Stephen Cox: Motoring – The Case for Radar Detectors
I’m a firm believer that every motorist should have a radar detector and know how to use it effectively. Every now and then I am asked, “Why should it be legal to own a radar detector, when its only purpose is to help you break the law?”
In reality, assisting someone with a regulatory violation is not the “only” purpose for a radar detector… in fact, that’s not even one of its purposes. A radar detector will help you clear the roadway for an approaching ambulance, observe the Safety Alert system (or several other systems like it), gain advance warning of a construction zone, or reroute around a traffic accident.
The simple fact is that driving without a radar detector is considerably less safe than driving with one. Radar detector owners are aware of ambulances, emergencies, construction and accidents long before anyone else.
But ultimately these are just side issues; the radar detector’s greatest service is the exercise of a fundamental right.
The real question is this: do citizens of a free country have the right to – at the very least – be aware when armed government agents are monitoring their behavior with no warrant and no probable cause?
A radar detector cannot keep an officer from issuing a ticket. A radar detector cannot make your car travel one mile per hour faster or slower. A radar detector cannot prevent a government agent from seeing, recording and monitoring your every move.
What it can do is alert you to the fact that you’re being spied on.
“What!” you say? “Spying? Isn’t that a little paranoid?” Well, let’s see.
An unmarked car is hiding behind an overpass with electronic surveillance equipment while secretly monitoring your behavior. The definition of a “spy” is “an agent employed by a state to obtain information,” or “one who secretly keeps watch on another or others.”
That’s not paranoia. It’s just the English language. That’s not a slam on cops, either. There are still a few good ones out there (http://oathkeepers.org/oath/). It’s just the English language. You are being spied on. That is an absolute, inescapable, grammatical fact.
The Declaration of Independence complained that King George had erected a “multitude of new offices, and sent hither swarms of officers to harass our people, and eat out their substance.”
That was 236 years ago. Sound familiar?
Unlike our more principle-oriented founding fathers (who settled such issues with an eight-year war), radar detector owners simply want to know exactly when they are being spied on.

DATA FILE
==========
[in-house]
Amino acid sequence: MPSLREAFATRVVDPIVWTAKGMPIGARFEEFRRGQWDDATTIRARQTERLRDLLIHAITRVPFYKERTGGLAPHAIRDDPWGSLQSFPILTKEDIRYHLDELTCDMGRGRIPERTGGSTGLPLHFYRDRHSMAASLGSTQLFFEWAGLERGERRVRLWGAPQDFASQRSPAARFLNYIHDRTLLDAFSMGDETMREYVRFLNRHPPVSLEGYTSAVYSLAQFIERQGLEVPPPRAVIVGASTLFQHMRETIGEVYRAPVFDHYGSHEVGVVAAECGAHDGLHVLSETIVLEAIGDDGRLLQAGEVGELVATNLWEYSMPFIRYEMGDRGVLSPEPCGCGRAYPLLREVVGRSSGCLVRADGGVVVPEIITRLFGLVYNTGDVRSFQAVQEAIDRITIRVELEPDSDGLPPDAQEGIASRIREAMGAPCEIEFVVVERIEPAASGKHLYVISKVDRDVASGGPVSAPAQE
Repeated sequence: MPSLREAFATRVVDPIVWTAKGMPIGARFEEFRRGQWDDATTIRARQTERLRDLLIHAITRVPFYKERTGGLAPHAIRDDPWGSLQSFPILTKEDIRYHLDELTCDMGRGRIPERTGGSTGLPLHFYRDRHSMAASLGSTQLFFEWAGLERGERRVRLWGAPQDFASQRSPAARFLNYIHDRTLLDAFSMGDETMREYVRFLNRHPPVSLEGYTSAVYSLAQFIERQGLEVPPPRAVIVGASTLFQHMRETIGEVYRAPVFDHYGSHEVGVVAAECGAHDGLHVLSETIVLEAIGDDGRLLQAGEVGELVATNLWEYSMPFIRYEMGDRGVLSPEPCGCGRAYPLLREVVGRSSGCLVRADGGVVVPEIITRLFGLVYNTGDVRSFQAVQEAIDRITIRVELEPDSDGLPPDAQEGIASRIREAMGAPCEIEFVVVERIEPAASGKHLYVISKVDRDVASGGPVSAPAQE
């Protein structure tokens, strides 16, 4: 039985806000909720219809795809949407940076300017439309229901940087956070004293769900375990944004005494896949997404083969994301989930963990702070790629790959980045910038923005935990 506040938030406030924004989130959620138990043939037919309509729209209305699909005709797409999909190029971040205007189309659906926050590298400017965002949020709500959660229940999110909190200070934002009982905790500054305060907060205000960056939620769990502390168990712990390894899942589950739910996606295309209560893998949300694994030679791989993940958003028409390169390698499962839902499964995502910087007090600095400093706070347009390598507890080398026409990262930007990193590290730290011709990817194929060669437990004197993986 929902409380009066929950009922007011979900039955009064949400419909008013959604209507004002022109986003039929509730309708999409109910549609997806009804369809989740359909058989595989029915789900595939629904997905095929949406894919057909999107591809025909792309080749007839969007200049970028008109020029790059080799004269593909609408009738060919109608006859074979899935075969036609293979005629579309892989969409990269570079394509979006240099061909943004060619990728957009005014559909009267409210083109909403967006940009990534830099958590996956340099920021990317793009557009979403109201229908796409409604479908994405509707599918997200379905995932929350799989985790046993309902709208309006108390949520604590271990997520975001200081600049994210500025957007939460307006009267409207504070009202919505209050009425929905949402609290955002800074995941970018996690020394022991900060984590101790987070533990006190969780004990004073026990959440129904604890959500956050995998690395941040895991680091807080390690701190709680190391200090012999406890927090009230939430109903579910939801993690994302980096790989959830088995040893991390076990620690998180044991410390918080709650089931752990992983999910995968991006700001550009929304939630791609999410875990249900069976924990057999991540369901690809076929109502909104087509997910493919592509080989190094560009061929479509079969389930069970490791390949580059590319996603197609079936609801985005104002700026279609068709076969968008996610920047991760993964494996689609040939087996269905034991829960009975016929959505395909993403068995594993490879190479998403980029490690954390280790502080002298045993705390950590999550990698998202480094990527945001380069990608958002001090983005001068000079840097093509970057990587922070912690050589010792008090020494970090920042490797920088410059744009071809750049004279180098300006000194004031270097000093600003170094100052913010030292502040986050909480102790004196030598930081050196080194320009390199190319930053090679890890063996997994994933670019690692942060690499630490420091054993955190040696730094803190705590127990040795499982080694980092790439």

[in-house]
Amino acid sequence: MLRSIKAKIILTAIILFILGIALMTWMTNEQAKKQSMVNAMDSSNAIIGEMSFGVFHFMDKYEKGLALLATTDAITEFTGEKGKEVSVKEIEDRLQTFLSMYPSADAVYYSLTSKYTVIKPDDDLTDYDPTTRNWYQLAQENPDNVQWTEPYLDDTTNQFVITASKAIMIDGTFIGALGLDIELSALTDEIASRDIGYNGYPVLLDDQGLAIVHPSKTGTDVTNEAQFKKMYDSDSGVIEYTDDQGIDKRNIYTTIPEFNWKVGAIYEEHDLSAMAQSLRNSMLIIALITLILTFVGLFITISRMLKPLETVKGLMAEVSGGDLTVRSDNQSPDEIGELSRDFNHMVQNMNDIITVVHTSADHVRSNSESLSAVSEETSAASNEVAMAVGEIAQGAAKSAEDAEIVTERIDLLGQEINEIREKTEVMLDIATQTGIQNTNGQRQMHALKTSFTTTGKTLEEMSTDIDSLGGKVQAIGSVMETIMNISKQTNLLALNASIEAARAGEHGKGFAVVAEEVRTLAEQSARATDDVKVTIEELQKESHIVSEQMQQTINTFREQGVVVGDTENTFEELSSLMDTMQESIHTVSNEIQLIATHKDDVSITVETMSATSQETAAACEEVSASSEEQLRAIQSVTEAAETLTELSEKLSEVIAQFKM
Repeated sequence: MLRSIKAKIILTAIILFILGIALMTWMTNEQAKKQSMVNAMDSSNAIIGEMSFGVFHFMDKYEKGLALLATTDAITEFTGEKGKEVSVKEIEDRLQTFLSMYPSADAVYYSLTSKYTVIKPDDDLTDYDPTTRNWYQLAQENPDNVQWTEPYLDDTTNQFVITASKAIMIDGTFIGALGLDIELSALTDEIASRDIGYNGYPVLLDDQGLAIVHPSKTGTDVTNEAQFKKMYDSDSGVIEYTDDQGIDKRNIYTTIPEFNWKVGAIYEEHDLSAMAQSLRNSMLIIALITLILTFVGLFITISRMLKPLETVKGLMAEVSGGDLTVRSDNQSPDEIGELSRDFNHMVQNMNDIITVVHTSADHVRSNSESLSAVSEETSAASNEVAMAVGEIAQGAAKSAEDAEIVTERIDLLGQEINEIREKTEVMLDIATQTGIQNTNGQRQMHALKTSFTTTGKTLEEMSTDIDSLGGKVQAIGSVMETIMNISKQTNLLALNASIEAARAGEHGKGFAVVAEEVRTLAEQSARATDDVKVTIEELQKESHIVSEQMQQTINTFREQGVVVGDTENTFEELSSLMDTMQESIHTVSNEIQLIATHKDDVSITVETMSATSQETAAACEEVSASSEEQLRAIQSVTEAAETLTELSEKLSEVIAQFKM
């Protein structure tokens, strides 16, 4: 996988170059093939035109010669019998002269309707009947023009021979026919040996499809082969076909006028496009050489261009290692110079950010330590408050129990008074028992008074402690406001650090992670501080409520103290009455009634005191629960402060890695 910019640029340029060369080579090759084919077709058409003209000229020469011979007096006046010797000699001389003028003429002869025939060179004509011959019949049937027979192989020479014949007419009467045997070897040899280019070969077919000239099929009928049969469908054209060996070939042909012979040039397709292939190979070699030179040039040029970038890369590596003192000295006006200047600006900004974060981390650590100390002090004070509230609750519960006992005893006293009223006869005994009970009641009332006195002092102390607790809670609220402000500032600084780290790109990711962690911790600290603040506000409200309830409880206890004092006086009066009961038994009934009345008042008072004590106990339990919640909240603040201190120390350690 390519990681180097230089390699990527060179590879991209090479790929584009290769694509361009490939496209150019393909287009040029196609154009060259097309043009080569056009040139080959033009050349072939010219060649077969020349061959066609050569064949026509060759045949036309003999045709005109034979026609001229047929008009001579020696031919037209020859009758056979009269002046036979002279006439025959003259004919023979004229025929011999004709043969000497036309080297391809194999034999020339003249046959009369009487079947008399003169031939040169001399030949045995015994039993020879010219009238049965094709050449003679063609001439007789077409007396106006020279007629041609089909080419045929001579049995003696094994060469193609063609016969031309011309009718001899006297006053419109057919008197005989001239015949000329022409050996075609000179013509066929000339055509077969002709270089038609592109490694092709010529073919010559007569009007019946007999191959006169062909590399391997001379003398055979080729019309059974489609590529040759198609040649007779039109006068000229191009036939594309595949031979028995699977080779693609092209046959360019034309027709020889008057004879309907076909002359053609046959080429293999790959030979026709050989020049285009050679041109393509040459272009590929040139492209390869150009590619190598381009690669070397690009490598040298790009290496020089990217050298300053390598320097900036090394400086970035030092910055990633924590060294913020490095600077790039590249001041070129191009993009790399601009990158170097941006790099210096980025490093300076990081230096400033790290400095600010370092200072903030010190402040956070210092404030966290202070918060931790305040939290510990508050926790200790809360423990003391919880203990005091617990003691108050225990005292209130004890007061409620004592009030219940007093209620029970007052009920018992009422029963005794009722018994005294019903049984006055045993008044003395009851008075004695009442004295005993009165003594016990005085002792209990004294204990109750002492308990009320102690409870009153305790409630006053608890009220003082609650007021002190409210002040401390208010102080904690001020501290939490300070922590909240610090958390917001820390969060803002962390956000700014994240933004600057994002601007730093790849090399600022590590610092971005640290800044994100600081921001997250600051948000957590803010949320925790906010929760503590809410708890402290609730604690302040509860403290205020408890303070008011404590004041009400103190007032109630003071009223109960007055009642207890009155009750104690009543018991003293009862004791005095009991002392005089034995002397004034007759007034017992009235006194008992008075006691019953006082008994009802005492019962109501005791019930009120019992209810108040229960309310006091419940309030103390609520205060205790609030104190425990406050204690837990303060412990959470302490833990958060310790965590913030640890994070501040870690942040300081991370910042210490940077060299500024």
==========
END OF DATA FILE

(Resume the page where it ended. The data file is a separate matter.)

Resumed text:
We are already tracked like animals every day. We’re followed by unmarked cars. We’re timed, radared and lasered from behind the illegally tinted windows of well-concealed spy cars. We’re observed by helicopters and airplanes. They know your license plate number, vehicle identification number, social security number, driver’s license number, state registration number and insurance policy number. We’re photographed at intersections and in parking garages while automated hidden cameras track your speed.
A few years ago this could have sold as a Star Trek script. Now it’s the daily life of every American.
If your government can monitor your behavior without warrant or probable cause on the roadway, why can’t they do it everywhere else? Infra-red scanning devices that see through walls? Don’t laugh. Those things exist and police departments are ordering them like hotcakes. How bout satellites with resolution so clear they can read your license plate and microchip implants. That’s not science fiction. This stuff is reality.
What? You didn’t really mean for all that to be used in a similar fashion? Well, don’t rub the lamp if you don’t want the genie.
Now take a moment to reconsider the original question. A radar detector can no more keep you from getting a ticket than it can put a man on the moon. It can, however, preserve for us a shred of dignity and the fleeting illusion of privacy before such notions are completely outlawed in the Land of the Formerly Free.
Sure, maybe a few people will try to speed with a radar detector. But how many people speed without one? Last I checked, there’s not a single soul on the interstate that drives the speed limit anyway so let’s drop the holier-than-thou routine.
This is not about speeding. Never was. This is about salvaging what little dignity remains to American travelers and demanding the right to know when you’re being spied on.
Be American. Help this nation rediscover its collective spine. Get a radar detector and use it.
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